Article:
So, if the grub rescue prompt can load the modules, then you can recover it. You've to type the commands listed below one by one, but don't forget to modify them according to your system.
set root=(hd0,5) set prefix=(hd0,5)/boot/grub insmod normal normal
If there is any grub.cfg file under the prefix directory,
/boot/grub in this case, then it will be used. The GRUB selection menu will pop out just after typing the normal command.
If there's no GRUB selection menu, then you've to specify the kernel and initrd files and manually start the boot process. Then the commands should look like below.
set root=(hd0,5) set prefix=(hd0,5)/boot/grub insmod normal insmod linux linux (hd0,5)/vmlinuz root=/dev/sda5 initrd (hd0,5)/initrd.img boot
In Ubuntu or Debian, the linux kernel and initrd files are symlinked to the
/ directory, so using the symlinked files here.
Again after booting to the linux system, run the
sudo update-grub command to regenerate the grub configuration file.
GRUB rescue or restoration if it's over written
If Windows is installed after installing Linux, most probably Linux won't boot at all. The windows bootloader can create Linux entries, but that's another long way. This step is also for you if the GRUB installation directory is deleted or corrupted.
So, here we will use a linux live USB to fix this issue. If the installed linux is 64 bit, then any 64 bit live CD should work well.
First get a Live CD or USB and boot your PC/Laptop from the USB or the CD drive. That's should be pretty easy for you, I guess.
After booting to the live session, recognize the linux root partition with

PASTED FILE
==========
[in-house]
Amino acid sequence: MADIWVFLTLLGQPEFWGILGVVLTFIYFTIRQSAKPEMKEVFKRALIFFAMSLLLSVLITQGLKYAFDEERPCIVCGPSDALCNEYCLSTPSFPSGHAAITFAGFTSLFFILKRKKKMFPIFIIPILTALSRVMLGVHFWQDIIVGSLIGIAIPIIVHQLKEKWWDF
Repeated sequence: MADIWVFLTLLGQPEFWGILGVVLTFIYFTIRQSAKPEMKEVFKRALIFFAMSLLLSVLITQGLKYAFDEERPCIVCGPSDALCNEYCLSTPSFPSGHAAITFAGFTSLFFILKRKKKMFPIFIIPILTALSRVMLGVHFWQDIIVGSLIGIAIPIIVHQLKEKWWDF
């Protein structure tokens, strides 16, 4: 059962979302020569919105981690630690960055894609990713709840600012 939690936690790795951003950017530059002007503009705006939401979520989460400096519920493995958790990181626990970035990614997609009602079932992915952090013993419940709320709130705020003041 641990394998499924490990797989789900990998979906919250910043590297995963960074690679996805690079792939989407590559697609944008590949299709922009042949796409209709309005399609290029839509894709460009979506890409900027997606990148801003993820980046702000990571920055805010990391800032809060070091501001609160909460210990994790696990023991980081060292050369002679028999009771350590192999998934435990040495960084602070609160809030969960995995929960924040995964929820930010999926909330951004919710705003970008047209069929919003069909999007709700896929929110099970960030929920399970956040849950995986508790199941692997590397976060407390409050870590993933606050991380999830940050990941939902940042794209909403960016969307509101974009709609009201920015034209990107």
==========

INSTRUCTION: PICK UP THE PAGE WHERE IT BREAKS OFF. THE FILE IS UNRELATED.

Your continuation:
fdisk -l command. In my case, it was
/dev/sda5, but your's could be different.
Now mount the Linux root partition, as we're going to to setup a chroot environment. I'm making a new directory, /
mnt/chroot for easier understanding.
sudo mkdir -p /mnt/chroot sudo mount /dev/sda5 /mnt/chroot/
Again, don't just type the commands above, modify them according to your system. Now check if the the linux root partition is mounted properly or not with the command below.
ls -l /mnt/chroot
If everything is mounted properly, then start the chroot process, commands listed below.
sudo -i # login as root, on the live session mount -B /dev/ /mnt/chroot/dev/ mount -B /dev/pts/ /mnt/chroot/dev/pts/ mount -B /proc/ /mnt/chroot/proc/ mount -B /sys/ /mnt/chroot/sys/ chroot /mnt/chroot/
At this point you should be inside the chroot shell. Additionally you can run the
source /etc/bash_completion command to enable Tab auto completion.
Finally install GRUB, make sure you know the correct device you want to install. In my case, the targeted device for grub installation was /dev/sda .
grub-install /dev/sda --boot-directory=/boot/ --target=i386-pc # inside the chroot
Grub installation should be complete within a minute, if there's no problem, update the GRUB configuration
update-grub # inside the chroot
Now exit the chroot by running the
exit command, and reboot the Laptop/PC. Though it's better to unmount the linux partitions before reboot, but jsut leave it this time.
If everything was done correctly you should be able to see the GRUB's OS selection menu, along with other OS entries, if there is any.
I hope this tutorial will help you to deal with varuious grub rescue related situations, and it's simple enough to understand by everyone.
Soon I'll be posting another tutorial about how to do the same if Linux was installed with UEFI compatibility and on a disk with GPT partition table.
But here the real point, did it worked on your system to rescue or repair grub? If not please let me know through the comments, and also don't forget to share your opinions.